Coffee Rhetoric: Shea Butter Exploitation

July 06, 2011

Shea Butter Exploitation

I write about the myriad of topics as I see fit on Coffee Rhetoric. Many of those posts may feature local people, places, and things I'm stoked about introducing readers to, issues having to do with race and gender, my lackluster dating life, and vanity. Basically hot-topic issues that are important to the Committee of Me, Myself, and I. That being said, I've written a few posts about my obsession with relatively old-school DIY beauty regimens and moisturizing with oils and butters... especially raw Shea Butter. 
Today, I read an interesting article on The Atlanta Post's site, detailing how Shea Butter production is a multi-million dollar industry that virtually never trickles down to the women who harvest the Shea nut, subsequently making it into the butter many of us swear by and that many cosmetic and hair care companies use in their products. 
Despite so called Fair Trade methods of exporting Shea Butter, the women of sub-Saharan Africa still live in poverty... virtually never seeing a dime for their labor. Fortunately ethical  cooperatives and businesses such as Shea Yeleen and Shea Butter Cottage (based in Sonning, Reading UK) help African countries such as Ghana, Burkina Faso, and Mali to empower women and teach them the actual value of their hard work.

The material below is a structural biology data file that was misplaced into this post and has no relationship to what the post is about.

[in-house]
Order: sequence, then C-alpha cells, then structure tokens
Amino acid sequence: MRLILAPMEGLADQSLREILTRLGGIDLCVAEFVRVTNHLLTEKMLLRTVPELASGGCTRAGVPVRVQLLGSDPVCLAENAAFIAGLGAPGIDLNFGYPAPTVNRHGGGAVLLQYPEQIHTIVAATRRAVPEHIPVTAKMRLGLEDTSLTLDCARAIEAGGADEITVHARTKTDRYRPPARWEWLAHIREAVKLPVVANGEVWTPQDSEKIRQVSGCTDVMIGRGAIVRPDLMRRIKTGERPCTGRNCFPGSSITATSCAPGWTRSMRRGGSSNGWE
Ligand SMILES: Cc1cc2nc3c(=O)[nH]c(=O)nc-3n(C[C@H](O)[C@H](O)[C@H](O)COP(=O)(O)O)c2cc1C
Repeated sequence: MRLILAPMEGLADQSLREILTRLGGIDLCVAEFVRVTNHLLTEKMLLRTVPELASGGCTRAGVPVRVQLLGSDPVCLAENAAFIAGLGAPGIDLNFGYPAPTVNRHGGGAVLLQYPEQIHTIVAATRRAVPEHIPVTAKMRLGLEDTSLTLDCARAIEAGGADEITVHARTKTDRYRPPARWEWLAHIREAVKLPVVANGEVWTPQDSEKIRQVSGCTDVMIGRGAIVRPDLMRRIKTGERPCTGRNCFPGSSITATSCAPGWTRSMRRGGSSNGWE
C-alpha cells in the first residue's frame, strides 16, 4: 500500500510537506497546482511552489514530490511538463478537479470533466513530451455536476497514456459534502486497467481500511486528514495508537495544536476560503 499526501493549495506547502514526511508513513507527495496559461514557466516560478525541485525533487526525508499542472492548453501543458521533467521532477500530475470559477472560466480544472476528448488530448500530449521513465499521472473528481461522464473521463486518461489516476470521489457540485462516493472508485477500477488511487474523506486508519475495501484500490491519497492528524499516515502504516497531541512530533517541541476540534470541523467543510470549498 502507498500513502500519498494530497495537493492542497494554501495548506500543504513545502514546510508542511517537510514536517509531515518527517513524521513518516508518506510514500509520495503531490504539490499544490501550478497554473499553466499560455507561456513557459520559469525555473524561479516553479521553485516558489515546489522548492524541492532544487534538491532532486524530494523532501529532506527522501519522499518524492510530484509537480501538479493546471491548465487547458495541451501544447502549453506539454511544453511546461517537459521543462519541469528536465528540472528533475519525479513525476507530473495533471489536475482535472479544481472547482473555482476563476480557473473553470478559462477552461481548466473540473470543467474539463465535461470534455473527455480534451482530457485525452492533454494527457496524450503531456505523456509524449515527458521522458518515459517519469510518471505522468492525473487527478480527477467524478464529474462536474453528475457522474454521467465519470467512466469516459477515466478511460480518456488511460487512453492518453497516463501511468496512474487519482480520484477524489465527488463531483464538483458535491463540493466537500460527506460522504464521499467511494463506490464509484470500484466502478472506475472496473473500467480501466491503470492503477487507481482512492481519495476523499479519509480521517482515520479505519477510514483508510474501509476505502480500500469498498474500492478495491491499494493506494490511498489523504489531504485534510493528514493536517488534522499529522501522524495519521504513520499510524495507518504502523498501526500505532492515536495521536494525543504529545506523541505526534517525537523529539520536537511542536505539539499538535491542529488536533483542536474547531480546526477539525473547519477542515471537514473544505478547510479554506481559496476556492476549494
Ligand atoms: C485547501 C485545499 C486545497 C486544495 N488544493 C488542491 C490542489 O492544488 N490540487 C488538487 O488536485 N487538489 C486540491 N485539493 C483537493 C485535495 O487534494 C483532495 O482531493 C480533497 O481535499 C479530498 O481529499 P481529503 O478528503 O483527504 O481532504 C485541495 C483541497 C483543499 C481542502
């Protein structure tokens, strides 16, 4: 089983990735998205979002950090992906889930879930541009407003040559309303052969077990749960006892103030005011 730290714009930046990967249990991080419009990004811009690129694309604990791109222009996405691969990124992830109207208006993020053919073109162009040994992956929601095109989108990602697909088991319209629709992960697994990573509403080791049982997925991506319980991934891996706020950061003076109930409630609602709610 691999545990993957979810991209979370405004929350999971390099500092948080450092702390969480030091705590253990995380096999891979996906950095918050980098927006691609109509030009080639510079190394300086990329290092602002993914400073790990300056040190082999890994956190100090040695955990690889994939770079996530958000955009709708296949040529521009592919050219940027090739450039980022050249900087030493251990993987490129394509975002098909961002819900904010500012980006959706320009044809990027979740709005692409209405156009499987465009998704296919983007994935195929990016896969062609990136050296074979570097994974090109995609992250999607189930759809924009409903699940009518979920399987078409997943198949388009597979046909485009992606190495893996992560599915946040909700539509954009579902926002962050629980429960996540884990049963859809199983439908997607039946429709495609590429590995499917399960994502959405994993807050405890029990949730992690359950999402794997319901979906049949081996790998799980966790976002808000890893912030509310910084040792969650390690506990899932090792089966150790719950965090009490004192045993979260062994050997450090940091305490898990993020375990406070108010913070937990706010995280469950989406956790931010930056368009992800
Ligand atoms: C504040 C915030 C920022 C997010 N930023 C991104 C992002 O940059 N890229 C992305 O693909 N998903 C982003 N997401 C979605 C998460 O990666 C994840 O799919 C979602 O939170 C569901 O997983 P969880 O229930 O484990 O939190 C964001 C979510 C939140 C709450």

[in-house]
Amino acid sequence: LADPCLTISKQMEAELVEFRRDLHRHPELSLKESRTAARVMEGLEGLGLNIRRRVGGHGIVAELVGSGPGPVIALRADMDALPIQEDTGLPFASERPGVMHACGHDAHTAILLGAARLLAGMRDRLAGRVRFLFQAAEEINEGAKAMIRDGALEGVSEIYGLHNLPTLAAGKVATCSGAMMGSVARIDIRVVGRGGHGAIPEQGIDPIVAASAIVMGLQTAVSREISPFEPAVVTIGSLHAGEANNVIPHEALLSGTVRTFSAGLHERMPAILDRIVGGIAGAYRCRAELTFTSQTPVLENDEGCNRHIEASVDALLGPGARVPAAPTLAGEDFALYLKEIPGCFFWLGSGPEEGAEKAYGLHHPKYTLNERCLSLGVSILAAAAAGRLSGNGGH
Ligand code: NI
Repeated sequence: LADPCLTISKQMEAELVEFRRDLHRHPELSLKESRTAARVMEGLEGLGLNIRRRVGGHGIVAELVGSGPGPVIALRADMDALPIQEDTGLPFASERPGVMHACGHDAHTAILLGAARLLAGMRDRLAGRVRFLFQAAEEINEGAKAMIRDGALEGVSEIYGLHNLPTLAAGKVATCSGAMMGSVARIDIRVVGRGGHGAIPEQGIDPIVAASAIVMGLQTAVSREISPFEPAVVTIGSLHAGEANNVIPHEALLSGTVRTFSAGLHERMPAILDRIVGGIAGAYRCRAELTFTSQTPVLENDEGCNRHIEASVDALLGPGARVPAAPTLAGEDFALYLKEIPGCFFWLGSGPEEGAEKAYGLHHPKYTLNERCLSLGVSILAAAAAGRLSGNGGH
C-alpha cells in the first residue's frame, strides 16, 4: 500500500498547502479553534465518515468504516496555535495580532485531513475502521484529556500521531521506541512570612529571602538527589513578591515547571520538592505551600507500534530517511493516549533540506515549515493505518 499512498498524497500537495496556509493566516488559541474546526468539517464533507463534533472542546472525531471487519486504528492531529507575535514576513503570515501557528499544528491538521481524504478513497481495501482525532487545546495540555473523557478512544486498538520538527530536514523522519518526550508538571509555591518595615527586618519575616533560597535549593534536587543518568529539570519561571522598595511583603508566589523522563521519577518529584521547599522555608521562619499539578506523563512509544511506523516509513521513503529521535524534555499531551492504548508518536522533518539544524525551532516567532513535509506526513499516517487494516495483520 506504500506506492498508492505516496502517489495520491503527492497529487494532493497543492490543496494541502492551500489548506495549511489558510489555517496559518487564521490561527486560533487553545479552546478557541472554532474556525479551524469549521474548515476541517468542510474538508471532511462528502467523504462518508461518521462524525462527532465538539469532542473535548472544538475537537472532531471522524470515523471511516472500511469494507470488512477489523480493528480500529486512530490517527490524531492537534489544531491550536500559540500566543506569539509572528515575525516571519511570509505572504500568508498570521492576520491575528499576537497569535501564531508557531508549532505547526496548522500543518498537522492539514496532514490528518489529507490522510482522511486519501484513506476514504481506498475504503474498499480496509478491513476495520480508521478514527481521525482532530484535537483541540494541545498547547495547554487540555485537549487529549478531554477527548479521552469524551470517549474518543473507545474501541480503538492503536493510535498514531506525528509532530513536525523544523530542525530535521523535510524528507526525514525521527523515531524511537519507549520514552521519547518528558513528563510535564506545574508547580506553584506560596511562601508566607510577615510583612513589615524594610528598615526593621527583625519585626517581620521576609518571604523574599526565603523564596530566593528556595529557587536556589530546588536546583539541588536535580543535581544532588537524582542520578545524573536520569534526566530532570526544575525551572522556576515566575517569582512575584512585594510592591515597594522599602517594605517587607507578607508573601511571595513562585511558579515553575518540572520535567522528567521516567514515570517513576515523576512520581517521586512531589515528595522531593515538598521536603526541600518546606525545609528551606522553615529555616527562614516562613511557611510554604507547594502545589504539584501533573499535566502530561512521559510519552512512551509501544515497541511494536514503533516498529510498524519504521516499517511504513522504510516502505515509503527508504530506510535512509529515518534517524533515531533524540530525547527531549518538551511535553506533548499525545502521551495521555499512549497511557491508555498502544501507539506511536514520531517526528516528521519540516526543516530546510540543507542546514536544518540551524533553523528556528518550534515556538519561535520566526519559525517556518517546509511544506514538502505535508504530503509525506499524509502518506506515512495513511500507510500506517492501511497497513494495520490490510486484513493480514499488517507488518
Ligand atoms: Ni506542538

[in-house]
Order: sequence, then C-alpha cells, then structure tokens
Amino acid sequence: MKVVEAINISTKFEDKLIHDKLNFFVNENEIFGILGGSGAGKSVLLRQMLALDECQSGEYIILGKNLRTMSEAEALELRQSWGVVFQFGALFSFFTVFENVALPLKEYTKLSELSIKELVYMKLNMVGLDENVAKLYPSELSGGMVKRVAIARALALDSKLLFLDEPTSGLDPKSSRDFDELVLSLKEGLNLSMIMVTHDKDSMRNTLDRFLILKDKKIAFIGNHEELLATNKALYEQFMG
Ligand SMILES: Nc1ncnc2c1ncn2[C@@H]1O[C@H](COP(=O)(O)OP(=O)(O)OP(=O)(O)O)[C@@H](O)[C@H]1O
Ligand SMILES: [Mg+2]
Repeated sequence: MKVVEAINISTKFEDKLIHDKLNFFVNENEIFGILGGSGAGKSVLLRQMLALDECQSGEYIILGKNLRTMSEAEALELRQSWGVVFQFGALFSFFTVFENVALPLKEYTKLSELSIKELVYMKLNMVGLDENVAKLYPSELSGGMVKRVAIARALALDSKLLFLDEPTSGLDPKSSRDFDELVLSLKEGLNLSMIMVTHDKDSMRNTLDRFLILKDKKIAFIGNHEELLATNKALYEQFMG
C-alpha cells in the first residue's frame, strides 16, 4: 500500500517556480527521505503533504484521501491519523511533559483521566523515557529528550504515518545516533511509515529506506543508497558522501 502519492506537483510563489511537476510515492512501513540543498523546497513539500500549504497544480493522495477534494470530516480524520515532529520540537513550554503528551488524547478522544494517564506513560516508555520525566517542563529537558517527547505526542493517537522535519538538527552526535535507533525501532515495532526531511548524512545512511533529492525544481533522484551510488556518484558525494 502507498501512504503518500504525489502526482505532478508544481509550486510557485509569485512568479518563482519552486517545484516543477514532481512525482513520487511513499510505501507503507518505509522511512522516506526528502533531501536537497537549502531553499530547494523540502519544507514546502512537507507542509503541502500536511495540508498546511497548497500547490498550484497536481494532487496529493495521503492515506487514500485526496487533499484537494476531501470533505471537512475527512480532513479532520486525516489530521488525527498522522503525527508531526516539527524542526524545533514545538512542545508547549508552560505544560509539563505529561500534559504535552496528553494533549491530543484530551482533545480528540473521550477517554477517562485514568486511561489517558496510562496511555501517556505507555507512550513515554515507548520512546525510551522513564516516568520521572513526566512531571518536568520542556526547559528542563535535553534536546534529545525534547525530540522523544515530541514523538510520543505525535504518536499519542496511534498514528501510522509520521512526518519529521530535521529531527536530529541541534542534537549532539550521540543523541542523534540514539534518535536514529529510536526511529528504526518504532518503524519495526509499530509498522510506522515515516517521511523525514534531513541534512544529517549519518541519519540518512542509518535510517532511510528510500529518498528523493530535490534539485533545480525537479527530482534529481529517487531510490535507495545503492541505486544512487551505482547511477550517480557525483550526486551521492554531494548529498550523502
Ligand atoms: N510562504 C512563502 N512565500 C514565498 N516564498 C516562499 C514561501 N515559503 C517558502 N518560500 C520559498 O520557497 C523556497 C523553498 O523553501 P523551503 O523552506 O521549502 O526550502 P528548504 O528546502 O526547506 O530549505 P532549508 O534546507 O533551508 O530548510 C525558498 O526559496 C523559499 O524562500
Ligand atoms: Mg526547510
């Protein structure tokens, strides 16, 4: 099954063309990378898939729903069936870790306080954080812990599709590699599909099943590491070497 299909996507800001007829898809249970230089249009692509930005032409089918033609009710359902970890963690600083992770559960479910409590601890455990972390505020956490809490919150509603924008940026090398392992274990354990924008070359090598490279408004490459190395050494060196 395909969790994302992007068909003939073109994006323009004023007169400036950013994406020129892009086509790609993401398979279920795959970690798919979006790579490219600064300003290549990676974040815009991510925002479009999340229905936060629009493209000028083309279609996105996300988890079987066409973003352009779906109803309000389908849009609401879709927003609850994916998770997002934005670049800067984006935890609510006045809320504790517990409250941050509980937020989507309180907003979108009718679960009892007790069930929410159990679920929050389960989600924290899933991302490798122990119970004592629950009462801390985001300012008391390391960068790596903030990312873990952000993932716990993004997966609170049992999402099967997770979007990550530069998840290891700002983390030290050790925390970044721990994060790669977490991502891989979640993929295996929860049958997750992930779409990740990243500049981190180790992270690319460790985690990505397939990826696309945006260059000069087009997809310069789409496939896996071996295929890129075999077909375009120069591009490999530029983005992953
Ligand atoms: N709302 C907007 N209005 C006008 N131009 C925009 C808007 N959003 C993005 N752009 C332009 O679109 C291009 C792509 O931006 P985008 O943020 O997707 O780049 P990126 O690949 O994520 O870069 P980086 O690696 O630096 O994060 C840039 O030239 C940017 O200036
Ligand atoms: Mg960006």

I'm an avid user of unrefined Shea Butter, that I usually get from a distributor or vendor. The fact that many so-called Fair Trade NGO's aren't doing the ethical work to help women in Africa earn a fair wage for their work is disheartening and definitely will prompt me to be more mindful of how I acquire the product. I think folks should also do a little research (beyond "old wives tales" as stated in the article) before using Shea - (if they've never used the product save for the filtered, unscented version sold for a grip at L'occitane En Provence) - especially unrefined Shea Butter, to ensure they aren't getting swindled and being sold a rancid product. I think it's also beneficial to know the difference (although they work similarly) between actual, unrefined Shea Butter and Kpangnan (also called African) butter--> which is the yellow butter most commonly sold and marketed in the U.S. as being from the Karite tree. And is best explained in this video, in case anyone is as intrigued and obsessed with the production of African and Shea butters as I am...  In any event, I'm a firm believer in women in sub-Saharan Africa being fairly compensated for their hard work and not being exploited by greedy exporters. 

Read the Atlanta Post article HERE